The Grand Challenges Committee will seek to form a collaborative interdisciplinary initiative from selected Expressions of Interest that will impact very significantly on the main causes of the disproportionate burden of illness and disability experienced by Indigenous Australians. The Grand Challenge collaborative initiative will receive $10M over a period of five years. Professor Terry Dunbar, Director of the ANU Indigenous Health and Wellbeing Research Institute, will be the academic lead of the Grand Challenge Collaborative Initiative.  


Principles for the Indigenous Health and Wellbeing Grand Challenge Initiative

Aboriginal and Torres Strait Islander health and wellbeing is everybody’s business. Through bringing together existing efforts with new innovative and inter-disciplinary projects, the programme which is developed through the Grand Challenge process will increase the overall effort, emphasis and capacity in Aboriginal and Torres Strait Islander research at the ANU. The Initiative will draw on the following principles:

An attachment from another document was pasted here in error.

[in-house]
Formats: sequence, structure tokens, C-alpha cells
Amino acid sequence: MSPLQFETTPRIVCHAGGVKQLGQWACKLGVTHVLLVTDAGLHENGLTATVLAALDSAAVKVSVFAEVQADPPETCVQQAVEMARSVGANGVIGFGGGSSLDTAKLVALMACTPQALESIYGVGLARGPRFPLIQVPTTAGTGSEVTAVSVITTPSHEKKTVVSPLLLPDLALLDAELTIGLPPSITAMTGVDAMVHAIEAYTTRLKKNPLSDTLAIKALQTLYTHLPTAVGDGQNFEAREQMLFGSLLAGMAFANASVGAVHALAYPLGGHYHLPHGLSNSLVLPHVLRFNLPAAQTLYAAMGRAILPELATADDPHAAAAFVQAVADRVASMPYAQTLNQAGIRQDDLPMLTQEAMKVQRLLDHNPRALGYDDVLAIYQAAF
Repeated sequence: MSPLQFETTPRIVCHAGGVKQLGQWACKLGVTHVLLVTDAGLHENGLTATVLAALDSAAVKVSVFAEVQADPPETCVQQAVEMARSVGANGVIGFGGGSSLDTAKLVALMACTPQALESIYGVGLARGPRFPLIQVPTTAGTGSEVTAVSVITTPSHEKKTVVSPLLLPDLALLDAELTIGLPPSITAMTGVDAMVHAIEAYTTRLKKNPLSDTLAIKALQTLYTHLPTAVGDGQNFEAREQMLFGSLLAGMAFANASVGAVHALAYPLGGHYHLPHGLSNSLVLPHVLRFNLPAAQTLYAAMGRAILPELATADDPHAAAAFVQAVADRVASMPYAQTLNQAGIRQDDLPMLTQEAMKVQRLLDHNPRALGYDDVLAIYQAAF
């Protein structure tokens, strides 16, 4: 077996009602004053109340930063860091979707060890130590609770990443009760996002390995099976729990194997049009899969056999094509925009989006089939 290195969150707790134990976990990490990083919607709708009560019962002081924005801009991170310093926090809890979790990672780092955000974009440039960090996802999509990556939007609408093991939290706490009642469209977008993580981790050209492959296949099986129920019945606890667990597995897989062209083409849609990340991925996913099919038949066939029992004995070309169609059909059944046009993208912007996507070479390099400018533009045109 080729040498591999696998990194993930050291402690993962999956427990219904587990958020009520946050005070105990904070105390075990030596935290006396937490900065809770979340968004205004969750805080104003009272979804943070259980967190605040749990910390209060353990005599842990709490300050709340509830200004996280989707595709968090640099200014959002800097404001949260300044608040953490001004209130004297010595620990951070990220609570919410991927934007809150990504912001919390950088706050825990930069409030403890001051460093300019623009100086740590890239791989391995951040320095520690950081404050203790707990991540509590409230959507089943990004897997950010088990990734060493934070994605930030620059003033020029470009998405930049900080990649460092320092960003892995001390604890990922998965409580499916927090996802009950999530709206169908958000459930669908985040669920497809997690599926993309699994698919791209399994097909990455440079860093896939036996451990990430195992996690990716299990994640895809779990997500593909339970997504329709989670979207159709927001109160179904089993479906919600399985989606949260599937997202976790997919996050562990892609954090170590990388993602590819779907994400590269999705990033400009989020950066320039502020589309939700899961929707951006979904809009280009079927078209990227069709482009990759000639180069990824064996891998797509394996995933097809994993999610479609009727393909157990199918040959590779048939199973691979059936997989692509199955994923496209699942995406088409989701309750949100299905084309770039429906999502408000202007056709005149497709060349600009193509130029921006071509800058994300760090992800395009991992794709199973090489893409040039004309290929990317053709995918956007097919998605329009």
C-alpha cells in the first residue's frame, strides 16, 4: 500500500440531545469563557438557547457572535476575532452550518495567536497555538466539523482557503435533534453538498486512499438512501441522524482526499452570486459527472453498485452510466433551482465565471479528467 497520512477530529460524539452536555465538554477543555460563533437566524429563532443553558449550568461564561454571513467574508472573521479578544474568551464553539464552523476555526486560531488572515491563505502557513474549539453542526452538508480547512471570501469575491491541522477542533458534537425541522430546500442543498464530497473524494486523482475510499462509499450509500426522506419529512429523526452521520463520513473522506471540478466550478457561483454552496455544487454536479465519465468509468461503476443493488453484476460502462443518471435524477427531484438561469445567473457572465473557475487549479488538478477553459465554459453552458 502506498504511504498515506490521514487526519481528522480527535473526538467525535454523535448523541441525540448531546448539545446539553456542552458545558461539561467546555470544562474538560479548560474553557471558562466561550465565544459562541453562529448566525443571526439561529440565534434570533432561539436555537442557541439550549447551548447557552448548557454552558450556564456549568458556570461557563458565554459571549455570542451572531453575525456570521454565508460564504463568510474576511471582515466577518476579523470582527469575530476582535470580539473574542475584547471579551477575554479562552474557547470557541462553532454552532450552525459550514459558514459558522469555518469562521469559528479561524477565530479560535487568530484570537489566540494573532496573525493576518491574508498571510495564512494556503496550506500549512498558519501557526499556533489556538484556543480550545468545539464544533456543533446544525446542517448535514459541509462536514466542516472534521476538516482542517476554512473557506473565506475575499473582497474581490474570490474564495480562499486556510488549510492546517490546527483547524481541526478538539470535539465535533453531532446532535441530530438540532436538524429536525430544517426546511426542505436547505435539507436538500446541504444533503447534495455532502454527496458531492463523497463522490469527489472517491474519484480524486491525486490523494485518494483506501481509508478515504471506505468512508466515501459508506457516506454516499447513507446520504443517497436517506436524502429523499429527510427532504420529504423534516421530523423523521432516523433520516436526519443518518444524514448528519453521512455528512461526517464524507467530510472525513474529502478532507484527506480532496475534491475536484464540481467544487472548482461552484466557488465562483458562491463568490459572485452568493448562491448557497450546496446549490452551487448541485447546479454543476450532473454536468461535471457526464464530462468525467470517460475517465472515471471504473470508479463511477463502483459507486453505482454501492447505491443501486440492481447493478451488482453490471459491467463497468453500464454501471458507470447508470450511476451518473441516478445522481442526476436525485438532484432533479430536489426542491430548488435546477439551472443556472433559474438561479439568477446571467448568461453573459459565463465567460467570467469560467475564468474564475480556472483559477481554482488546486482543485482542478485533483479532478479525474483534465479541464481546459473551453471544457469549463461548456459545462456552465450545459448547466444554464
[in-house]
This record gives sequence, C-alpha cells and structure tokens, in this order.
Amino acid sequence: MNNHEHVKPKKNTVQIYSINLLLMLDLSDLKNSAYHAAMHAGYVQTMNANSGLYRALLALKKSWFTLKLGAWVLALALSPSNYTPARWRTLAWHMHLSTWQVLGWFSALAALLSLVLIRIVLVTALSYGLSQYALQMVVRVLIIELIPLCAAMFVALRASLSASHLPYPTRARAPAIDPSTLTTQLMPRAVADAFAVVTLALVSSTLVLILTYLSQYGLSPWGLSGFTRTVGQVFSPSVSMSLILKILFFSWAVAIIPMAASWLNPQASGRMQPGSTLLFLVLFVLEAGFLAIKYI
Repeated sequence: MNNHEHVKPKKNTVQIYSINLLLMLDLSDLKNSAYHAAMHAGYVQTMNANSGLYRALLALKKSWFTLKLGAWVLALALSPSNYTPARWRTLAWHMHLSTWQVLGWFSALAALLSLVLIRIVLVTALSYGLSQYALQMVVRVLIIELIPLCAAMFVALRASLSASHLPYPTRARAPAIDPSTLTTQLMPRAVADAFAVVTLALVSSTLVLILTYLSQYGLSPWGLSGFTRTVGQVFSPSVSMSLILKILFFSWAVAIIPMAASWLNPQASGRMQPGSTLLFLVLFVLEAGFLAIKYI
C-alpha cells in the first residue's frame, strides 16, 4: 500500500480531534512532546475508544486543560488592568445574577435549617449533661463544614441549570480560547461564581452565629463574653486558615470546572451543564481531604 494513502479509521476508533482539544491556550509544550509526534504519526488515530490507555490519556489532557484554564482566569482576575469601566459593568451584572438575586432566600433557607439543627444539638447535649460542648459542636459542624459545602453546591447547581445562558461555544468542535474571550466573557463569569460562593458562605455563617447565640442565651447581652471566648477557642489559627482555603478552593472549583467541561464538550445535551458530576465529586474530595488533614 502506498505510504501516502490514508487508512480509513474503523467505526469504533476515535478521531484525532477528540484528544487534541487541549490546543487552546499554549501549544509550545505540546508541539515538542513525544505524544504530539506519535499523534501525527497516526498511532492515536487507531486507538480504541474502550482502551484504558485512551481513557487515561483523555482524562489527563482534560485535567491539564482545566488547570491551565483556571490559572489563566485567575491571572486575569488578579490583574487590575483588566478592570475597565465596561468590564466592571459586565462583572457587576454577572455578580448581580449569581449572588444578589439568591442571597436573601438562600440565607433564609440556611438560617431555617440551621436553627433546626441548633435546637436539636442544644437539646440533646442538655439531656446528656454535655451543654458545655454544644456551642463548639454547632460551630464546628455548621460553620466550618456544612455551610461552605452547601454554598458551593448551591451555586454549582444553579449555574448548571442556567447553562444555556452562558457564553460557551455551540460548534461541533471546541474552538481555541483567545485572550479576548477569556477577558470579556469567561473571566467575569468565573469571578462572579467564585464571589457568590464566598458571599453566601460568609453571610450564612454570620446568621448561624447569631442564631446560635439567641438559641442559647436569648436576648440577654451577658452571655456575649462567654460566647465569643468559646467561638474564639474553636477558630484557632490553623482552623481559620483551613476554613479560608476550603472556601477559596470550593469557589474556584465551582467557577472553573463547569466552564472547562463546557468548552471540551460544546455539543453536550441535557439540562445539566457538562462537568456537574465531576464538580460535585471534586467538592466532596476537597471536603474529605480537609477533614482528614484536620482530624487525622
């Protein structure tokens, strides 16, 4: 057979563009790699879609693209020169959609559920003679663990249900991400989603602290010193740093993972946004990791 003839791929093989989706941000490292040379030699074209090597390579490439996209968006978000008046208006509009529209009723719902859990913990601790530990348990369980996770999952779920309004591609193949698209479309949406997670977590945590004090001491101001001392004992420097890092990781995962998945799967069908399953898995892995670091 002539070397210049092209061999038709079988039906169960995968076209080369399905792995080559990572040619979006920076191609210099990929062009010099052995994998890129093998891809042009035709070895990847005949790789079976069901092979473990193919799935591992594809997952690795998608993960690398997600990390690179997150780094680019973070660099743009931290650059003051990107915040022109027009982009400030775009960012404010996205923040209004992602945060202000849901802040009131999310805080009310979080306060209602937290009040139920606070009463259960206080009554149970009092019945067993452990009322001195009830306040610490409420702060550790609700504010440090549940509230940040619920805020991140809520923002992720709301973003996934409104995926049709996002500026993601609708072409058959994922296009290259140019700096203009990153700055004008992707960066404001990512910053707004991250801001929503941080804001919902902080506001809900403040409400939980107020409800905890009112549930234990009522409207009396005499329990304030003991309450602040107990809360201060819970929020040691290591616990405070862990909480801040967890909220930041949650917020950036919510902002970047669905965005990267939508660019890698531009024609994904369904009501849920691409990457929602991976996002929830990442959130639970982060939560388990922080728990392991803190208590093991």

1. Ensure Indigenous leadership, governance and ways of doing business.

2. Conduct research of direct benefit to Aboriginal and Torres Strait Islander peoples.

3. Coordinate and provide strategic direction for relevant research at ANU.

4. Serve as a high-profile point of contact for those seeking to engage with ANU.

5. Increase relevant training and education.

6. Increase the employment of Aboriginal and Torres Strait Islander staff at ANU.

7. Work in partnership with Aboriginal and Torres Strait Islander policy, practice and community organisations.

8. Attract and optimise use of resources to increase research quality and impact.